Brightpoint (Pvt) Ltd v Posts and Telecommunications Corporation & Ors (HH 110 of 2003) [2003] ZWHHC 110 (16 September 2003)


HH 110-03

HC 7384/00













HARARE, 6 August and 17 September, 2003

P Nherere for applicant

J C Andersen SC, with him E Matinenga for respondents

HUNGWE J: Applicant is Brightpoint Zimbabwe (Private) Limited (“BP”). There are four respondents who can conveniently be referred to as Posts and Telecommunications Corporation (“PTC”), or “Net-One”.

Applicant seeks the following order -

  1. The purported cancellation of the principal Agreement between PTC and the Applicant be and is hereby declared null and void;

  2. Consequently, lst and 3rd Respondents be and are hereby ordered to enter into a written Agreement with the Applicant, on reasonable terms and conditions as set out in the first consolidated draft Agreement being annexure '11' to the Application, within 14 days from the date of this order.

  3. That the 2nd and 4th Respondents be and are hereby ordered to take all reasonable steps to ensure compliance with paragraph '2' of this Order, by the lst and 3rd respondents.

  4. That the respondents jointly and severally the one paying the other to be absolved shall pay the costs of this Application.

The background to this application is that applicant is a provider of hardware and software and other services for a cellular mobile phone. The respondents operate a cellular network through Net*One. The applicant "BP" and Net*One are the main parties to this dispute.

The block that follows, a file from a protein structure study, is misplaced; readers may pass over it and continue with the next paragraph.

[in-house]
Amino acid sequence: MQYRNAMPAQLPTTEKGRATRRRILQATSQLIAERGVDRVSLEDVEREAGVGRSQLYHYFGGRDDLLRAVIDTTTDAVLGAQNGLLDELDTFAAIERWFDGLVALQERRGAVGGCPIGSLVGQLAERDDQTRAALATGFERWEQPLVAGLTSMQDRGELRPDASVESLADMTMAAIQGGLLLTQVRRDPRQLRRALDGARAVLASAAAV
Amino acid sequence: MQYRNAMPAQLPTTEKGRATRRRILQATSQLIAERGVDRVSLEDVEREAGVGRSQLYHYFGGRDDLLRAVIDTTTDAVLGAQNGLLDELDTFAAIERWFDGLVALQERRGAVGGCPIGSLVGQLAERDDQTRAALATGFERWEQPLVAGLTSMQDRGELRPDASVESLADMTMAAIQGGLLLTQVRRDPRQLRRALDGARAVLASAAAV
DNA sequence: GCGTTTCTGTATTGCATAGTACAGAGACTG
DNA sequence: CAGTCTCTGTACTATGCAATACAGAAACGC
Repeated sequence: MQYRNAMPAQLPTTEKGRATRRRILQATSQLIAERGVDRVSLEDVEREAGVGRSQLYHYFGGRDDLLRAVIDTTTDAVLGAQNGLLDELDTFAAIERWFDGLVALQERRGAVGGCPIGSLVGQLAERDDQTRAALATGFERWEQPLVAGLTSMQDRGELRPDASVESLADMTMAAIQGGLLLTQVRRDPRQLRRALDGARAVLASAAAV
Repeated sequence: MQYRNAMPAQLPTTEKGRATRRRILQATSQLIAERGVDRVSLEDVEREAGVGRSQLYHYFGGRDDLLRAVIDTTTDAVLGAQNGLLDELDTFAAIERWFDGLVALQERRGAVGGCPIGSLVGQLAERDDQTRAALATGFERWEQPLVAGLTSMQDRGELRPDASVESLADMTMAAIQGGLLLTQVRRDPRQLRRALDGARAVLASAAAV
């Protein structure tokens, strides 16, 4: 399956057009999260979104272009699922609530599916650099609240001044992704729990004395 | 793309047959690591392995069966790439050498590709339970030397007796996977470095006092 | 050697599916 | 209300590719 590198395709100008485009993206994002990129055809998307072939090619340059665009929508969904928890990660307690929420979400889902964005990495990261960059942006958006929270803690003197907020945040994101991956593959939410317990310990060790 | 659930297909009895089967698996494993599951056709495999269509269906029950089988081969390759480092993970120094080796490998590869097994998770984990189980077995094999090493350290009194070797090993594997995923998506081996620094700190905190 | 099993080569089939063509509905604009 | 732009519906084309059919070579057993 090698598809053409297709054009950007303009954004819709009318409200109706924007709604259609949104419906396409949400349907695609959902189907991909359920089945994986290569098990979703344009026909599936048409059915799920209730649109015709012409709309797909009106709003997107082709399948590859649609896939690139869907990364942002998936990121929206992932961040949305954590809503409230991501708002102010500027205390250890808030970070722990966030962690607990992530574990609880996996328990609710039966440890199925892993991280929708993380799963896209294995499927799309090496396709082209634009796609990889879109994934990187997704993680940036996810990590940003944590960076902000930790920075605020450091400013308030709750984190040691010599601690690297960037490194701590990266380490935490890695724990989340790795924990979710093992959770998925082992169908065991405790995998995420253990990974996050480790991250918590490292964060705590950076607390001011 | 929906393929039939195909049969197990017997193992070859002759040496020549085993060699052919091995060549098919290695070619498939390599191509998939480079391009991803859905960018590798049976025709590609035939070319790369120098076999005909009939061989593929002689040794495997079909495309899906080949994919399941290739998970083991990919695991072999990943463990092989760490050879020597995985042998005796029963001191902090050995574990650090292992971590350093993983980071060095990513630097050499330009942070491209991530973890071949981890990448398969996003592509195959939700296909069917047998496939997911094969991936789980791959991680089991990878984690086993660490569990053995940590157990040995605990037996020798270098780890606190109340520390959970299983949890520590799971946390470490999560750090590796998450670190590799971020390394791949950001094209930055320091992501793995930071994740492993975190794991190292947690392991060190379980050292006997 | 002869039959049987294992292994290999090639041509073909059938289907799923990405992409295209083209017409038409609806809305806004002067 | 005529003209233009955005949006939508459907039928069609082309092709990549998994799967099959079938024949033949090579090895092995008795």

On 17 April, 1998 Net*One expressed dissatisfaction with the performance by BP of the contract. It cancelled the agreement. BP takes issue with Net*One's right to so cancel the contract, hence this application.

In order to put the matter into perspective a chronology of events leading to this application is appropriate. It is as follows -

17 April 1998 The principal agreement is signed

December 1998 The installation and commissioning of the Call Control Platform

4 January 1999 First letter of complaint about the performance of the Call Control Platform

28 July 1999 Following several complaints Net*One advises that it would buy its own Call Control Platform

11 November 1999 Net*One advises that it is installing its own platform

21 January 2000 Net*One gives written notice of cancellation

2 March 2000 Final cancellation by Net*One